Spraying Blitz Cripples Colombian Drug Crop

Spraying Blitz Cripples Colombian Drug Crop
Posted by FoM on July 30, 2001 at 08:10:11 PT
By Juan O. Tamayo
Source: Miami Herald
It is harvest time in the mint-green hills of southern Putumayo state, the epicenter of Colombia's coca cultivation. But coca farmers such as Gabriel Nieto are in no mood to celebrate.The price of what everyone here calls simply ``the merchandise'' has plunged following a U.S.-backed aerial defoliation campaign in December and January that turned huge expanses of coca bushes into dead brown stalks.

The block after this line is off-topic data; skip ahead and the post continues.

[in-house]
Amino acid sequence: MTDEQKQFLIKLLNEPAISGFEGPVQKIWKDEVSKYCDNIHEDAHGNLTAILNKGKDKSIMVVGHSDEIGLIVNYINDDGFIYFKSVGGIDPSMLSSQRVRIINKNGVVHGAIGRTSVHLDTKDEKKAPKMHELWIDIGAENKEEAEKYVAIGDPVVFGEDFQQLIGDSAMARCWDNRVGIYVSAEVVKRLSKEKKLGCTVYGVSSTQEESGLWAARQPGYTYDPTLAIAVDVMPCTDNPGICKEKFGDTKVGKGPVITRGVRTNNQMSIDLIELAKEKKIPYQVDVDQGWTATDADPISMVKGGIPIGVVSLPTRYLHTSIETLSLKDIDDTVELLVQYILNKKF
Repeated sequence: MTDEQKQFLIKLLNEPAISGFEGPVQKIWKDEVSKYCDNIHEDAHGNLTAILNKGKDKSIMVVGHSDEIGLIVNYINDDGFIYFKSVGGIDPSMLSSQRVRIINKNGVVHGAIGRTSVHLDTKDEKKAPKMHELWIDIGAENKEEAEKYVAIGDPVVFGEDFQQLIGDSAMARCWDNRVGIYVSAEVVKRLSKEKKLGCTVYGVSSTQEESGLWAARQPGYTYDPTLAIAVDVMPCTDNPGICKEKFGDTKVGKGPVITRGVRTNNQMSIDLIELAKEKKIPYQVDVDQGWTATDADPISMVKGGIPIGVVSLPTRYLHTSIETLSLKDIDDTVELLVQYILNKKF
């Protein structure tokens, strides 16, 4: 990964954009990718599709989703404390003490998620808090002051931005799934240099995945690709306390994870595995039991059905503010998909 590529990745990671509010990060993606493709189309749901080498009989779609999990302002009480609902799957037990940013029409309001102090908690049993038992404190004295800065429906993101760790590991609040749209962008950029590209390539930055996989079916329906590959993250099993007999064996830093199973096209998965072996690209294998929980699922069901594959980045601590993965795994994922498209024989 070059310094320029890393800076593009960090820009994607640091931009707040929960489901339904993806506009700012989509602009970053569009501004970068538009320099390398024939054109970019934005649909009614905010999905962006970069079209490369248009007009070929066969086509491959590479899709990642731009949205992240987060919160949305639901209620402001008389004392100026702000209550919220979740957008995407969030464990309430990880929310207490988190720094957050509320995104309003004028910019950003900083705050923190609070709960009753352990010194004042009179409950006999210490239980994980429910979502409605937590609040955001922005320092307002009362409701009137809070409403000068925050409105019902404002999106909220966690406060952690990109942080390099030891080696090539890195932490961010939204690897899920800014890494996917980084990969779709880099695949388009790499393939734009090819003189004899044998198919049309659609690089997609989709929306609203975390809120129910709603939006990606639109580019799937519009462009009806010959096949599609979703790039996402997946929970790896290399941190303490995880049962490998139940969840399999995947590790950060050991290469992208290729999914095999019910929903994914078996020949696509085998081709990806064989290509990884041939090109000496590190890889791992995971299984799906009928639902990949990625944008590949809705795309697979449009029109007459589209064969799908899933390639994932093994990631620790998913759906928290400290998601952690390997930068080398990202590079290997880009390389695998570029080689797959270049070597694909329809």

Stepped-up army patrols have limited supply and driven up the cost of chemicals needed to make cocaine, and thousands of farmers and itinerant leaf pickers have moved out, leaving behind half-filled brothels and churches.``Now we can barely squeeze a few pesos out of this,'' Nieto, 38, grumbled as he mixed 750 pounds of coca leaf with lime and gasoline under an open-sided hut, grandly called a ``laboratory,'' to produce a pound of unrefined cocaine known as coca base.Seven months after the spraying blitz in Putumayo kicked off the counter-drug campaign broadly known as Plan Colombia, early results suggest that the offensive has dealt a powerful blow to the local coca industry.U.S. and Colombian officials caution that it is too early to assess the campaign, backed by $1.3 billion in U.S. aid. The plan aims to cut Colombia's cocaine output in half by 2005 and shave the drug income of leftist guerrillas and right-wing militias waging Latin America's most violent conflict.The impact has not yet been felt in the price of cocaine on U.S. streets, and the campaign -- a three-point strategy of spraying, army interdictions and giving subsidies to farmers who agree to uproot their coca bushes -- is in danger of losing its spraying leg.Growing OppositionOne reason is growing opposition inside and outside Colombia to the use of chemicals, which critics say sicken peasants and poison the land.A Bogotá court Friday issued a preliminary injunction against all spraying but gave the government three days to reply and said it would issue a more detailed ruling in 10 days. The government said it was studying the ruling.Still, for now the coca business in this critical production region is faring badly.``Here, the coca business is over. Production is way down, maybe 60 percent,'' said Flover Mesa, mayor of La Hormiga in the Guamuéz Valley, a part of Putumayo that holds one-quarter of Colombia's 402,600 acres of coca.U.S. and Colombian officials toss out all kinds of impressive numbers for the Putumayo campaign's progress -- numbers that skeptics say are the drug-war equivalent of Vietnam's meaningless ``body count.''Between sprayings and interdictions, ``we've taken 100 metric tons off the market, and that's not insignificant,'' said U.S. Ambassador Anne Patterson.Colombia's total cocaine production is estimated at 560 tons per year, while U.S. consumption is put at 300 tons. Colombia's Defense Ministry reported last week that soldiers and police had sprayed 128,000 acres of coca and destroyed 663 ``laboratories'' in the first half of this year, almost double the totals for same period in 2000.Seizure Decline Cocaine seizures were down in the same period -- from 38 tons to 23 tons, largely because of the shortage of leaves, said Gen. Gustavo Socha, head of the Colombian National Police Anti-Narcotics Division.Mesa said the spraying blitz in the Guamuéz Valley killed some 26,000 acres of coca and initially drove up the price of coca base from $1,050 to $1,400 per kilogram -- 2.2 pounds -- because of the shortage of leaf.``It was a very green Christmas -- dollar green,'' recalled a smiling Nieto, who farms two acres of coca and works as a hired hand in a neighbor's much bigger plot, earning $4 for every 25-pound sack of leaves he picks.But prices have now plummeted to $750 per kilo as intensified patrols by three U.S.-trained army counter-narcotics battalions scared off major buyers of base, usually sent by cocaine refineries in central and northern Colombia, and left the field to locals who are less willing to pay top prices. `Too Many Soldiers'``The buyers say there are too many soldiers, that they have to pay extra to smuggle the merchandise from here to the refineries,'' said Ancizar Ardila, 43, as he showed visitors his nursery of 25,000 tiny coca plants just one mile from La Hormiga.On the edge of the drab town of 13,000 people, more signs of the coca industry's downturn: a half-dozen shuttered brothels and a dozen more open but nearly empty except for a few bored-looking girls sitting on the sidewalks.``There used to be 300 prostitutes and lots of happy business with the leaf pickers who came into town on weekends to spend their salaries, but now there are less than 100,'' said parish priest Julián Gómez. ``But most of the pickers are gone now, and even attendance at Sunday Mass is down.''In a possibly more significant sign of the impact of the counter-narcotics crackdown, Guamuéz Valley peasants say they have begun to believe that coca has turned into an unprofitable business.``The farmers have been doing their math and thinking that it's time to quit,'' said Harold Montenegro, who lost two of his three acres of coca when they were sprayed Jan. 14. ``If they spray again, we're all dead.'' Predictions FailPerhaps just as significant for the long-term effectiveness of the counter-narcotics campaign, none of the hoary predictions of disaster that accompanied the start of the spraying blitz in Putumayo have come to pass.The sprayings did not drive waves of refugees into neighboring Ecuador, and leftist guerrillas from the 17,000-member Revolutionary Armed Forces of Colombia, who collect hefty ``taxes'' on the coca business, have not significantly increased their attacks around the region. No Rights Complaints Nor have human rights complaints been filed against the three Colombian army counter-narcotics battalions, trained by U.S. Special Forces, that are spearheading the Putumayo campaign, U.S. officials said.``We're extremely pleased with the results'' of the U.S.-trained force, said a military officer at the U.S. Embassy in Bogotá. ``That's got to make a dent on the drug trade.''For all its success, the Guamuéz Valley offensive has not been without problems.Fields of coca bushes only a foot high show that many farmers whose crops were sprayed either replanted or pruned their bushes immediately after the spraying, to keep the leaves from absorbing the herbicide.Montenegro estimated that one-third of the Guamuéz farmers whose crops were sprayed have replanted, most of them owners of large fields who had already invested money in fertilizers, pesticides and a new high-yield strain of coca just brought in from Bolivia. Their first harvest is four months away.``I am replacing coca with coca. Yuca or plantains bring in even less money,'' said Manuel Palacios, a 46-year-old farmer whose two-acre lot in the village of La Vega was killed by the spraying campaign Dec. 22.Farmers said that many of the new fields are in areas declared off-limits to spraying by the government -- in Indian tribe reservations and populated areas along the edges of main roads -- or in the neighboring state of Nariño to the west.And there is a black cloud on the horizon -- mounting attacks on the aerial spraying by a broad range of Colombian politicians and activists who insist that the herbicide glyphosate makes peasants ill, poisons the land and only drives coca farmers elsewhere. No Faith in Spraying ``Fumigation is easy but does not work . . . You need more, a lot of economic and social development programs, or farmers will just plant somewhere else,'' said Klaus Nyholm, head of the U.N. Drug Policy office in Bogotá.The governors of Putumayo, Nariño and four other drug-producing states have demanded a stop to the spraying, and a senator from the Conservative Party of President Andrés Pastrana announced two weeks ago that he would submit legislation decriminalizing small coca fields. Pressing Ahead So far, Pastrana has stood by the spraying. ``It is not in the government's plans to halt the fumigations,'' said Gonzalo de Francisco, Pastrana's national security advisor and point man on the Putumayo campaign.The U.S. government's position is much the same.``Manual eradication has a role to play but, given the amount of coca and opium poppy cultivation in Colombia, it can be only part of the solution,'' Patterson, the U.S. ambassador, said.``Especially in areas of large-scale production or where guerrillas are most active, it takes too long, is too dangerous and -- frankly -- it's too expensive.''Patterson said Washington is paying for a study that will test blood and urine samples from 1,000 people -- 500 living in areas sprayed and 500 in areas far from the spraying -- for any signs of glyphosate.``We have a moral responsibility to be sure what we're doing is right,'' the ambassador told reporters Wednesday.Source: Miami Herald (FL)Author: Juan O. TamayoPublished: Monday, July 30, 2001Copyright: 2001 The Miami HeraldContact: heralded herald.comWebsite: Articles & Web Site:Colombia Drug War News Indians Win Drug Battle Judge Suspends Fumigation of Coca Fields Articles - Glyphosate